The ends of the terminals 20 turn down ward and. each projection has secured to it on end of. the filament as will be seen. The bar 15 is much shorter than the bars 18 as shown in Fig. 2 and the terminal extensions 21 are less in width than the said bars 18, and in Fig. 4 it will be seen that the distance apart and the expansion of the latter bars is practically equal and lines drawn from their corners will form asquare. @ver this square'ai'e strung the horizontal sections of the filameht, one end of the same running from. itsterminal through an end loop 19 of the that 18 and after taking a horizontal courseis carried. across the bar 15 forming one of the side se'ctionsfli and being-carried downwardon vthe other side to the opposite bar 18. This winding is repeated and the other end of the filament is secured to the remaining terminal, thus forming a triangugarded as a volume of light of that size and as this constitutes considerable space within the bulb, the light from such an arrangement would be considerable.
The most important result accomplished by this arrangement is the large light sur face secured from thelower side or the lamp and at a point from which the greatest amount'of light is desired. The lamp may also be provided with a reflector having sides at the proper angle to divert the rays from the inclined sides 24 to vertical lines beneath the lamp.
The arrangement of the carrying frame, comprising the bars 15 and 18, and the stringing of the filament around the same provides a very substantial construction and braces the filament against dangers of destruction.
The filament may be made of any desired material which is capable of being strung about the frame and by actual demonstration it is foundthat a. filament constructed and arranged as above described may be made of practically the same length of material as lamps which are in common use but require no more power to heat nor cost no more to operate than the same ordinarily used lamps,
' and obviously this improved lamp gives better results on account of the disposal and arrangement of the source of light.
It is obvious that the modified or otherwise arrangement of the parts may be resorted to without departing from the essentlal features above described or from the scope of the appended claims.
What I claim as new is:
1. In an electric lamp, the combination with a transparent bulb, of a frame carried by a vertical stem and comprising two lower and upper cross arms, and a filament strung around the frame in a wedge shape and the lower members passing from one cross arm to the other and arranged parallel and horizontal.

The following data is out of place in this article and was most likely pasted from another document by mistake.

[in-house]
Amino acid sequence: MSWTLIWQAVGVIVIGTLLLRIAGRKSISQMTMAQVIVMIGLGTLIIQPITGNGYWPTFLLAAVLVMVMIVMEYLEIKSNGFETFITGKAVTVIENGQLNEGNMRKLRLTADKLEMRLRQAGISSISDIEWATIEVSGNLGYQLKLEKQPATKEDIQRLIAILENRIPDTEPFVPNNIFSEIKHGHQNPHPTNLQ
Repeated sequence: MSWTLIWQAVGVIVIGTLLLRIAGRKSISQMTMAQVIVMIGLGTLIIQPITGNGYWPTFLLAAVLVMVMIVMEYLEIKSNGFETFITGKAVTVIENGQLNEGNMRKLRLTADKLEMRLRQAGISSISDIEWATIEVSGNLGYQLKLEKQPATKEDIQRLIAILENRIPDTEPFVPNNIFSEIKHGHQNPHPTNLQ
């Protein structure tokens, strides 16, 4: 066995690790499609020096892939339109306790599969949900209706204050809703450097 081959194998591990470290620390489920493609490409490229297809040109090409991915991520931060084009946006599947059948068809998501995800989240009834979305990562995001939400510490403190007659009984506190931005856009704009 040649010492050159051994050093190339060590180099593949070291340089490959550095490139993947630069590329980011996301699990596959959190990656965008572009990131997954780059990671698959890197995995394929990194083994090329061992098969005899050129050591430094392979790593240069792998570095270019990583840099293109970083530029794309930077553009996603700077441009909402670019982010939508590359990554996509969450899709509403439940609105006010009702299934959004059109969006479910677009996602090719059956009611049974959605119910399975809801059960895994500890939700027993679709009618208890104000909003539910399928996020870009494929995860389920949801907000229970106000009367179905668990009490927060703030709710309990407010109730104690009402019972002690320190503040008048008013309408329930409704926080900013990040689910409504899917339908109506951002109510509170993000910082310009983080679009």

2. In an electric lamp, the combination with a bulb, of an insulated frame comprising lower and upper cross arms, leading-in wires connected with the upper arm, and a filament of a single piece with its ends connected with the upper cross arm and strung above and parallel with the extensions, and
a glower filament strung from the extensions and. over the cross bar.
st. In an electric lamp, the combination with a bulb having a lower enlargedconvex end, of a stem carrying the leading-in wires, a ba at the lower end of the stem and having lateral extensions at each end. a cross bar through the stem above the first bar and parallel with the extensions, amid a glower filament attached at its ends to the leading-in wires and wound about the extensions and the cross bar to form a wedge shaped outline with its greatest surface at the bottom.
5. In an electric lamp, the combination with a bulb, of an insulating stem carrying the leading-in wires, a cross bar in the stem and having loops, a second bar at they end of the stem, lateral extensions on the latter parallel with and longer than the cross bar, and a glower filament strung around the cross bar and the extensions to form a wedge shaped frame whose base is the largest light giving side.
Signed at New York, in the countyof New York and State of New York, this 97th day of March A. D. 1916.
Copies of this patent may be obtained for five cents each, by addressing the Commissioner of Patents, Washington, D. C.